Roman Catholic Archdiocese of L'Aquila

The Roman Catholic Metropolitan Archdiocese of L'Aquila (Latin: Archidioecesis Aquilanus) is an ecclesiastical territory or diocese of the Roman Catholic Church in Italy.[1][2] It was erected as the Diocese of L'Aquila on 20 February 1257 by Pope Alexander IV and promoted to an archdiocese by Pope Pius IX on 19 January 1876. Pope Paul VI elevated it to the rank of a metropolitan archdiocese on 15 August 1972, with the suffragan sees of Avezzano and Sulmona–Valva.

Archdiocese of L'Aquila

Archidioecesis Aquilanus
L'Aquila -Cathedral- 2007 by-RaBoe 06.jpg
Location
CountryItaly
Ecclesiastical provinceL'Aquila
Statistics
Area1,516 km2 (585 sq mi)
Population
- Total
- Catholics (including non-members)
(as of 2016)
115,200 (est.)
109,000 (guess)
Parishes149
Information
DenominationCatholic Church
RiteRoman Rite
Established20 February 1257
CathedralCattedrale di SS. Massimo e Giorgio
Secular priests89 (diocesan)
26 (Religious Orders)
10 Permanent Deacons
Current leadership
PopeFrancis
ArchbishopGiuseppe Petrocchi
Auxiliary BishopsAntonio D’Angelo
Bishops emeritusGiuseppe Molinari
Map
Arcidiocesi dell'Aquila.JPG
Website
www.diocesilaquila.it

The archdiocese's mother church and the seat of its archbishop is L'Aquila Cathedral. L'Aquila also contains the Basilica of San Bernardino da Siena. The current archbishop of L'Aquila is Cardinal Giuseppe Petrocchi, since June 8, 2013.

HistoryEdit

The city and diocese of L'Aquila suffered a devastating earthquake in 2009.[3] The dome of the Cathedral collapsed,[4] and the remains of Pope Celestine V were thrown from their tomb in the church of Santa Maria di Collemaggio.

Bishops and Archbishops of L'AquilaEdit

  • Berardo da Padula (1256–1264)
  • Niccolò Sinizzo (1267–1294)
  • Nicola Castroceli (1294–1303).
  • Bartolomeo Conti (1303–1312)
  • Filippo Delci (1312–1327)
  • Angelo Acciaioli (1328–1342)
  • Pietro Guglielmi (1343–1346)
  • Paolo Rainaldi (1349–1377)
  • Isacco D'Arcione (1353–1355)
  • Giovanni Zacchei (1377–1381)
  • Stefano Sidonio (1381–1382)
  • Clemente Secinari (1382–1384)
  • Oddo (1386–1388)
  • Ludovico Cola (1389–1399)
  • Giacomo Donadei (1401–1431)
  • Amico Agnifili (1431–1472)
  • Francesco Agnifili (1472–1476)
  • Ludovico Borgio (1477–1485)
  • Giovanbattista Gaglioffi (1486–1491)
  • Giovanni Di Leone (1493–1502)
  • Gualtiero Suardo (1502–1504)
  • Giovanni da Prato (1504–1506)
  • Francesco Franchi (1517–1523)
  • Giovanni Piccolomini (1523–1525)
  • Pompeo Colonna (1525–1532)
  • Giovanni Piccolomini (apostolic administrator, 1532–1538)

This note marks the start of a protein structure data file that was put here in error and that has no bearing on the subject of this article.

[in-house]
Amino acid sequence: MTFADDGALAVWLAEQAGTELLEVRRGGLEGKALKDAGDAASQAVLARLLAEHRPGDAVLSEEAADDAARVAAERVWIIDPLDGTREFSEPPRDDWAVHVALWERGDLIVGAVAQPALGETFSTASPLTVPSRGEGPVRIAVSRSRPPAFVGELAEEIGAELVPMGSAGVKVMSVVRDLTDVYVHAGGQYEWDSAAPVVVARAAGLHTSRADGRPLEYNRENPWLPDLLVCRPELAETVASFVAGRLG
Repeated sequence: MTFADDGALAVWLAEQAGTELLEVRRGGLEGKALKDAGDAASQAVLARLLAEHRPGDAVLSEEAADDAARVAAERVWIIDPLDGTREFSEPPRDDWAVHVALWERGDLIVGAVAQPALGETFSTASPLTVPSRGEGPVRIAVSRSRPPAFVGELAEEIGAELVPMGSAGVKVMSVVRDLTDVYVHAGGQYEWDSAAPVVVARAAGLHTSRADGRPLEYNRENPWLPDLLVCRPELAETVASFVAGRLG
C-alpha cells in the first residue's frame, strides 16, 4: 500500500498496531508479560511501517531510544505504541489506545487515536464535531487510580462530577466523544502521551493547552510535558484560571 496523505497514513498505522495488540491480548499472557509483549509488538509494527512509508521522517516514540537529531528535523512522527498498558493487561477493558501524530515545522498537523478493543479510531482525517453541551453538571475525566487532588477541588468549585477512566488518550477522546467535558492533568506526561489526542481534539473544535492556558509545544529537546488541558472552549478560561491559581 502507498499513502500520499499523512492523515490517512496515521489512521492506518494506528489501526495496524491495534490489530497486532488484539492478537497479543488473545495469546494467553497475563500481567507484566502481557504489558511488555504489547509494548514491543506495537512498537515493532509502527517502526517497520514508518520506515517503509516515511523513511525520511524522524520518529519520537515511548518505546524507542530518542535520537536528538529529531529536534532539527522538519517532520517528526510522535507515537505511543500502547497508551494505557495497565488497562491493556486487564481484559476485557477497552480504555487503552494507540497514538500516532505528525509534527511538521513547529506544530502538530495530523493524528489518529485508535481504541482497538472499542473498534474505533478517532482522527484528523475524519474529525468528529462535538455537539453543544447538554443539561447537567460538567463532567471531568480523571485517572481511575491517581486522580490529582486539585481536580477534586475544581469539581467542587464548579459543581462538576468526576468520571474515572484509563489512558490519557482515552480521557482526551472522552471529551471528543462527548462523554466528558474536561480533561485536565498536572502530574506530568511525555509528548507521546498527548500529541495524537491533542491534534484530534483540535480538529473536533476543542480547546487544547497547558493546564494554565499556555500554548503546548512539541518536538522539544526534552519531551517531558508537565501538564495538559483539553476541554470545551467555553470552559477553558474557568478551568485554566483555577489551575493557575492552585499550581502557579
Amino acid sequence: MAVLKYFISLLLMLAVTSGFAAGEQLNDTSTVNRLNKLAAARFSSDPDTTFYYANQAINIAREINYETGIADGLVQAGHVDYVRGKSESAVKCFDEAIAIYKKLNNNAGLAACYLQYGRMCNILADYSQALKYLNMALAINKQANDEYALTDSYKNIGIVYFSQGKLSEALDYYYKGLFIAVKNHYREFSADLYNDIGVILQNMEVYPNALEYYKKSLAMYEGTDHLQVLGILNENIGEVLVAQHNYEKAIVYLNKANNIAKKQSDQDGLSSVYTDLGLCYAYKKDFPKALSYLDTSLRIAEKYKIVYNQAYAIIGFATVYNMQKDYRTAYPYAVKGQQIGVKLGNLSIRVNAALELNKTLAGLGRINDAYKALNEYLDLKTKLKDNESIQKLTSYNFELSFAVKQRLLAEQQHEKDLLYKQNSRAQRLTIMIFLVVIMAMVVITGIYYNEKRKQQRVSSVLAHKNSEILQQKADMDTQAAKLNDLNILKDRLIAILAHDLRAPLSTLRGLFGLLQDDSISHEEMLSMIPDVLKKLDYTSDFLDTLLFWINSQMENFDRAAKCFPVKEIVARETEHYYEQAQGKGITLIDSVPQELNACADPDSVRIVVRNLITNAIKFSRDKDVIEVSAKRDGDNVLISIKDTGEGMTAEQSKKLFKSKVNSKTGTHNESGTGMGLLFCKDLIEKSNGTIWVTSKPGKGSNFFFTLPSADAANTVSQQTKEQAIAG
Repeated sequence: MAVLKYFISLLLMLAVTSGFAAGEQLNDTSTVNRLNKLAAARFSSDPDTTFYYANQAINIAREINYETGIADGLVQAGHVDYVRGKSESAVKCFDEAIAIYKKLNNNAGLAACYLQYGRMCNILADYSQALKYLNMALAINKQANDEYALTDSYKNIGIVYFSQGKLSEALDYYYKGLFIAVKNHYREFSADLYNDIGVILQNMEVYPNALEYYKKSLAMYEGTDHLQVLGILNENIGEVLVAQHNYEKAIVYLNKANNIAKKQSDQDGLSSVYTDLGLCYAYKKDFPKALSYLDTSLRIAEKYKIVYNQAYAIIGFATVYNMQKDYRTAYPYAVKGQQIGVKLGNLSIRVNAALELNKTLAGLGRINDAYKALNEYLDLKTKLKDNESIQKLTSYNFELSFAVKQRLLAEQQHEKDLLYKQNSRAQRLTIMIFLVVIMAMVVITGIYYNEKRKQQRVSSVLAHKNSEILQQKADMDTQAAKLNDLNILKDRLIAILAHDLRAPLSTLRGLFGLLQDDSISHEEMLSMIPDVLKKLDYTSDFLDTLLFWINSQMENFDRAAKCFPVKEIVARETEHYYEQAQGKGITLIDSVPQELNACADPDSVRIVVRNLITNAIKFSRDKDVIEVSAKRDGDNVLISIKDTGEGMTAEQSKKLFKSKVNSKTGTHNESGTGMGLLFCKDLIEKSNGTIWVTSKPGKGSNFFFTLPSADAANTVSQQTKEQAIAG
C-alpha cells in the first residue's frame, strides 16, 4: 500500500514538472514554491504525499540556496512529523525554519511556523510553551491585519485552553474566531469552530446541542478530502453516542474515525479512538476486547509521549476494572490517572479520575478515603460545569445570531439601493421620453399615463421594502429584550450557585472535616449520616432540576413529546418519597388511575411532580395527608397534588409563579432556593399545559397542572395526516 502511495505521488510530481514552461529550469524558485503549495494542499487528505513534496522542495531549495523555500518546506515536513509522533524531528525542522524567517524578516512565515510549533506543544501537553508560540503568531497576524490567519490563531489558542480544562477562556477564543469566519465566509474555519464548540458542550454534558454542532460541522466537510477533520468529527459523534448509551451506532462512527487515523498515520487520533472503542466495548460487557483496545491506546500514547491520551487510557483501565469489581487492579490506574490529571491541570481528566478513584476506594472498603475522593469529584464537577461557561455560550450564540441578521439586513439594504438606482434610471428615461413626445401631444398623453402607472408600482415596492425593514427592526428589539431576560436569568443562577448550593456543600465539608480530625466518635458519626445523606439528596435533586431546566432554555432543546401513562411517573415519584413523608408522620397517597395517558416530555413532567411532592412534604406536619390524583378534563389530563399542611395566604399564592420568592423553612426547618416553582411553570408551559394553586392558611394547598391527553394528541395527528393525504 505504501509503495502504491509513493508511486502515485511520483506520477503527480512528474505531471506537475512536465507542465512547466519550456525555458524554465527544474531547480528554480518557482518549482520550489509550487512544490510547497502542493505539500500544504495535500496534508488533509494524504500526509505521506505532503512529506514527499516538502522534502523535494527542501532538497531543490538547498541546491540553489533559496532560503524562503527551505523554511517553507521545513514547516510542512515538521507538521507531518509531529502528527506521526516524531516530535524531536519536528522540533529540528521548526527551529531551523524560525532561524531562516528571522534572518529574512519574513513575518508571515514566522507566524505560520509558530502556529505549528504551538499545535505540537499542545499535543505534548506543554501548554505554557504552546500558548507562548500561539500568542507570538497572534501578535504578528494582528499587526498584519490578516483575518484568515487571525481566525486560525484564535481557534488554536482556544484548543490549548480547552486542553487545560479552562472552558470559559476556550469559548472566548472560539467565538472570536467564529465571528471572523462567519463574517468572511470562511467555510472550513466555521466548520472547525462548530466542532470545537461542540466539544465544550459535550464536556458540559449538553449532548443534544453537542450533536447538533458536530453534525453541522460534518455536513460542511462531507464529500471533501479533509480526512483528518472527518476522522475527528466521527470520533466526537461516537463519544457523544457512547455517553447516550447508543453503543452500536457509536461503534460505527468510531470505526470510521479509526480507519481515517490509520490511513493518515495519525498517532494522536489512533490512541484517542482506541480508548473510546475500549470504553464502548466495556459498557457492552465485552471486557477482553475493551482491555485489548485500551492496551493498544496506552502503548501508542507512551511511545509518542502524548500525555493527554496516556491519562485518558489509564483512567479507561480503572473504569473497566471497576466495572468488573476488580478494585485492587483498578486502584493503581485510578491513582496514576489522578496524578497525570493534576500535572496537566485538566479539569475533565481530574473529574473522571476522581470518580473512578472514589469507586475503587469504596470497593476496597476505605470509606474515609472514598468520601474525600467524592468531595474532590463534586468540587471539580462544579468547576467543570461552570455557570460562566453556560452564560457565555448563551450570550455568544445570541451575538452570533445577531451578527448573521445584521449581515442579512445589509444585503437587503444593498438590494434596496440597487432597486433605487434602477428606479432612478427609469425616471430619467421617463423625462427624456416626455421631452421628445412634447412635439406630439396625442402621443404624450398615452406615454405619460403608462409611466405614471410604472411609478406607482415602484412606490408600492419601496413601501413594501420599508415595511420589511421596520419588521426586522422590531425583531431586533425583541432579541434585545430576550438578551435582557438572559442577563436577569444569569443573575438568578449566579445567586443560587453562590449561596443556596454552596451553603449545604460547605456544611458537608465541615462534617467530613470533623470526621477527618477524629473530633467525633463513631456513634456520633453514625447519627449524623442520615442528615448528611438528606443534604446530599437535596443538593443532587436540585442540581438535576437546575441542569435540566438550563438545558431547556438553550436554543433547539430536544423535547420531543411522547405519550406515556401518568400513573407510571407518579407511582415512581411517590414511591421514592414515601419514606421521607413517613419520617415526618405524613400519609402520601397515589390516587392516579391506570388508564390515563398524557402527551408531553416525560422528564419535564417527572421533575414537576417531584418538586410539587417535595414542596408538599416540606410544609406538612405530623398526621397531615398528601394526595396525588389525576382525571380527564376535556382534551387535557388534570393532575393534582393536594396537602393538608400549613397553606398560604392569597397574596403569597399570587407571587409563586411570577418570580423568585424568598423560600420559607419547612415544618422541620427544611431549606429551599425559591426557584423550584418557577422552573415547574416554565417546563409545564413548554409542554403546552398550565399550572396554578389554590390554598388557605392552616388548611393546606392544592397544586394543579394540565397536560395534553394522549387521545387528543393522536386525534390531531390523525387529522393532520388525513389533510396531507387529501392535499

• Bernardo Sancio (1538–1552)
  • Alvaro Della Quadra (1553–1561)
  • Giovanni D'Acugna (1561–1579)
  • Mariano De Racciaccaris (1579–1592)
  • Basilio Pignatelli (1593–1599)
  • Giuseppe de Rossi (archbishop) (Giuseppe De Rubeis) (1599–1605)
  • Gundisalvo De Ruenda (1606–1622)
  • Álvaro de Mendoza (bishop) (1622–1628)[5]
  • Gaspare De Gaioso (1629–1644)
  • Clemente Del Pezzo (1646–1651)
  • Francesco Tellio De Leon (1654–1662)
  • Carlo De Angelis (1663–1674)
  • Giovanni de Torrecilla y Cárdenas (1676–1681)[6]
  • Arcangelo Tipaldi (Archangelus a Cilento) (1681–1682)[6]
  • Ignazio Della Zerda (Ignatius de la Cerda) (1683–1702)[6]
  • Domenico Taglialatela (1718–1742)[6]
  • Giuseppe Coppola (1742–1749)
  • Ludovico Sabatini (1750–1776)
  • Benedetto Cervone (1777–1788)
  • Francesco Saverio Gualtieri (1792–1817)
  • Girolamo Manieri (1818–1844)
  • Michele Navazio (1845–1851)
  • Luigi Filippi (1853–1881)
  • Augusto Antonio Vicentini (1881–1892)
  • Francesco Paolo Carrano (1893–1906)
  • Peregrin-François Stagni, SM (1907–1916)
  • Adolfo Turchi (1918–1929)
  • Gaudenzio Manuelli (1931–1941)
  • Carlo Confalonieri (1941–1950)
  • Costantino Stella (1950–1973)
  • Carlo Martini (1973–1983)
  • Mario Peressin (1983–1998)
  • Giuseppe Molinari (1998–2013)
  • Cardinal Giuseppe Petrocchi (8 June 2013 – )

See alsoEdit

ReferencesEdit

  1. ^ "Archdiocese of L’Aquila" Catholic-Hierarchy.org. David M. Cheney. Retrieved November 30, 2016
  2. ^ "Metropolitan Archdiocese of L’Aquila" GCatholic.org. Gabriel Chow. Retrieved February 29, 2016
  3. ^ Michele Nastasi (2015). Suspended City: L'Aquila After the Earthquake. Barcelona: Actar. ISBN 978-1-940291-67-3.
  4. ^ Aa.Vv. (2016-01-03). La finta cupola del Duomo de L'Aquila: Pronto intervento e recupero (in Italian). Gangemi Editore spa. ISBN 978-88-492-9279-4.
  5. ^ "Bishop Alvaro Mendoza, O.F.M." Catholic-Hierarchy.org. David M. Cheney. Retrieved November 24, 2016
  6. ^ a b c d Ritzler, Remigius; Sefrin, Pirminus (1952). HIERARCHIA CATHOLICA MEDII ET RECENTIORIS AEVI Vol V. Patavii: Messagero di S. Antonio. p. 93. (in Latin)

External linksEdit

Coordinates: 42°20′57″N 13°23′50″E / 42.3491°N 13.3972°E / 42.3491; 13.3972